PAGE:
Do you have any particular resources you would recommend?

 


1) Youtube. Folks like SFLogicNinja do some GREAT tutorials on how plugins work.
Excellent, are there any other specific YouTubers or channels you would recommend either as good quality or to be avoided?

 

Thanks for the SFLogicNinja recommendation and example video!

 


2) Reading this book: http://www.amazon.com/Audio-Effects-Workshop-Geoffrey-Francis/dp/1435456149
My wife always has trouble finding gift ideas for me, so I'm sure she'll appreciate the gift suggestion for christmas!  In the meantime it looks like I have plenty of other material to go on with on YouTube. :)

 


3) Take private lessons.
A great idea -- I found private lessons extremely helpful when learning to play physical instruments -- but unfortunately I probably don't have the time and money for this at the moment.

 


I've been a professional audio engineer for about 10 years now and I can say that the best way to learn is to get a project and work on it.
Absolutely!  I have no real interest in composing for video games, but I do try to write new music on a regular if infrequent basis.

 


I suppose you could break down the learning process into recording, mixing/editing, and mastering.
To be honest I'm not entirely clear on the division between these steps having taught myself just messing around with the options and trying to apply some of my more traditional music knowledge.  Probably something I should correct!  I don't think you really intended it to be a major point in your post, but thanks for highlighting what I think is a very important area to work on!

 

Thanks also for the specific suggestions about starting with EQ and compression.

 


If you got specific questions try asking here, you will probably get good answers.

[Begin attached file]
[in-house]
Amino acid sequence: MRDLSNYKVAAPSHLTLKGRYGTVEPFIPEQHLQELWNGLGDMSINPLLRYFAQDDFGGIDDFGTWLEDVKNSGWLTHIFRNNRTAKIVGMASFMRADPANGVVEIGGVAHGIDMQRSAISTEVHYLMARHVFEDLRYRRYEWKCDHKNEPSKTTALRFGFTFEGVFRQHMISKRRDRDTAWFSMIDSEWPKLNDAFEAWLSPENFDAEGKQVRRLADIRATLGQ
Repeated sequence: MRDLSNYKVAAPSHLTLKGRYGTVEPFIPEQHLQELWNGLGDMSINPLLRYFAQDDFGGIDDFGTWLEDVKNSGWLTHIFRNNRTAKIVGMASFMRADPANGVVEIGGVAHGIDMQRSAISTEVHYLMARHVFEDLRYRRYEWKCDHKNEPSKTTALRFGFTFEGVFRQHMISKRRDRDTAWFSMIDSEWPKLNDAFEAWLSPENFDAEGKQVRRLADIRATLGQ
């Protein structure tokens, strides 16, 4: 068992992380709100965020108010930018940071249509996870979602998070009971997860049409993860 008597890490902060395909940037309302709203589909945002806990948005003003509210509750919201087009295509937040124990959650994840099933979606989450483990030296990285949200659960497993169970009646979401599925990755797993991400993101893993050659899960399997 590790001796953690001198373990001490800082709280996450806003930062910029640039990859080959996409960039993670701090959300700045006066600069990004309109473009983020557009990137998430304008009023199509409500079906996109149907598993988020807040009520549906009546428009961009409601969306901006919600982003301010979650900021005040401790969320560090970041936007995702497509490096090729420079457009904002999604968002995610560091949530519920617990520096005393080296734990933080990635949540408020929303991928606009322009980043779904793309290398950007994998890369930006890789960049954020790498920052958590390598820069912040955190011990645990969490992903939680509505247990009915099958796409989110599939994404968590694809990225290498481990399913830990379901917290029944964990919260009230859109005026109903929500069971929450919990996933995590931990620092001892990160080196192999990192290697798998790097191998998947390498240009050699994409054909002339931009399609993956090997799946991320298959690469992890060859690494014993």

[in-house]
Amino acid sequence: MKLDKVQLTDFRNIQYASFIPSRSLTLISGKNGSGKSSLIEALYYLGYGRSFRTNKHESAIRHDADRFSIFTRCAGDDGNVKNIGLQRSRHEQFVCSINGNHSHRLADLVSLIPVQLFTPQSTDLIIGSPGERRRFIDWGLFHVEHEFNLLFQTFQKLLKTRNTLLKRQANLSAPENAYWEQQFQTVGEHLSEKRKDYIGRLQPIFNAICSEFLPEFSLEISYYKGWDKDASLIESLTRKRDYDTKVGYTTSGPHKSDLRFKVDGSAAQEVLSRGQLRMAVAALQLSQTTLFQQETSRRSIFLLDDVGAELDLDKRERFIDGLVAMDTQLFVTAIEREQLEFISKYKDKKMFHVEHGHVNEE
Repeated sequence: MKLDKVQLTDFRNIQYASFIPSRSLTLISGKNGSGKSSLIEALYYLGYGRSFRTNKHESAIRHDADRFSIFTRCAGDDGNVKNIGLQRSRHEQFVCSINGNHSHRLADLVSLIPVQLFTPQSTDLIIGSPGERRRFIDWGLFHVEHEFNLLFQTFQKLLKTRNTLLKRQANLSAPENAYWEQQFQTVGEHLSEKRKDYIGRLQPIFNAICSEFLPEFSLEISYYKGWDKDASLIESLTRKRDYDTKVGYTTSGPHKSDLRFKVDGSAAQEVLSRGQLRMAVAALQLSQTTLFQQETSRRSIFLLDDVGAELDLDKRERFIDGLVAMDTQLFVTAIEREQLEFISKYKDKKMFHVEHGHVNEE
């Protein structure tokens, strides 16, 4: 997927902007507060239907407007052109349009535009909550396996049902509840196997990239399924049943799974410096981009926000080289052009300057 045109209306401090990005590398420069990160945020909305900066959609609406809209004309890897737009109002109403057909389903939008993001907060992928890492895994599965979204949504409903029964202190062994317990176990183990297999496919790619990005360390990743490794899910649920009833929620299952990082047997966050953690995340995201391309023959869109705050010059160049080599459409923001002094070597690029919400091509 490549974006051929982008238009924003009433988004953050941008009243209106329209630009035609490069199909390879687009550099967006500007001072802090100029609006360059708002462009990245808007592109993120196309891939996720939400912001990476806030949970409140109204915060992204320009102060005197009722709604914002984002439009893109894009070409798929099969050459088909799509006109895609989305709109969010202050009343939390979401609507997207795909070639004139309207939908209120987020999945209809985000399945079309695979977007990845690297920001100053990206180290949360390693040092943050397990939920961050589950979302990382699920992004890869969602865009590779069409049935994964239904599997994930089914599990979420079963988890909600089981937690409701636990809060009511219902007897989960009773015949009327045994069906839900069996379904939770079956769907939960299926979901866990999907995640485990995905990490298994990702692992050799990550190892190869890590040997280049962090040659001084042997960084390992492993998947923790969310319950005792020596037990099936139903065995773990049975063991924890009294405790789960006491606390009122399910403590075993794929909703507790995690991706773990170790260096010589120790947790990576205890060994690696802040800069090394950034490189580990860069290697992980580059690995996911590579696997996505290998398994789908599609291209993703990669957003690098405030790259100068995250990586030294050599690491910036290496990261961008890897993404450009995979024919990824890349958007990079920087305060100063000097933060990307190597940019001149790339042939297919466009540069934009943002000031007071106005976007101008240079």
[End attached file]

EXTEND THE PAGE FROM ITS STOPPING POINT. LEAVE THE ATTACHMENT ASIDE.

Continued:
Thanks, I'll be sure to give it a try! :)

 


I use the presets themselves for learning.
That's probably how I've done most of my learning so far, but it's a good area where a more methodical approach could make a big difference!  Thanks! :)

 

 

Any further comments or suggestions are most appreciated, thanks for all of the input so far! :)

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I think I am more "sciency" than "artsy" as a person, but my advice would be to learn about the scientific part of sounds
Great idea!  I know some of the basics from what I remember of high-school physics and from what I've learned about this sort of stuff as a musician, but I could definitely benefit from learning more, especially about specific effects that don't necessarily always apply to physical instruments.

 

Do you have any particular resources you would recommend?

 

//End Quote. I messed up this one somehow.

 

 

Well, if you want to go deep on the science part : http://www.dspguide.com/pdfbook.htm

But it is probably too much if you are just interested to know sounds better for music.

 

To learn audio effects only, I don't really have a clue beside the book someone already linked to you before. The best way imo is to try them, you most likely have a lot of them in your DAW even with just basic plug-ins.

 

 

Edited by Valoon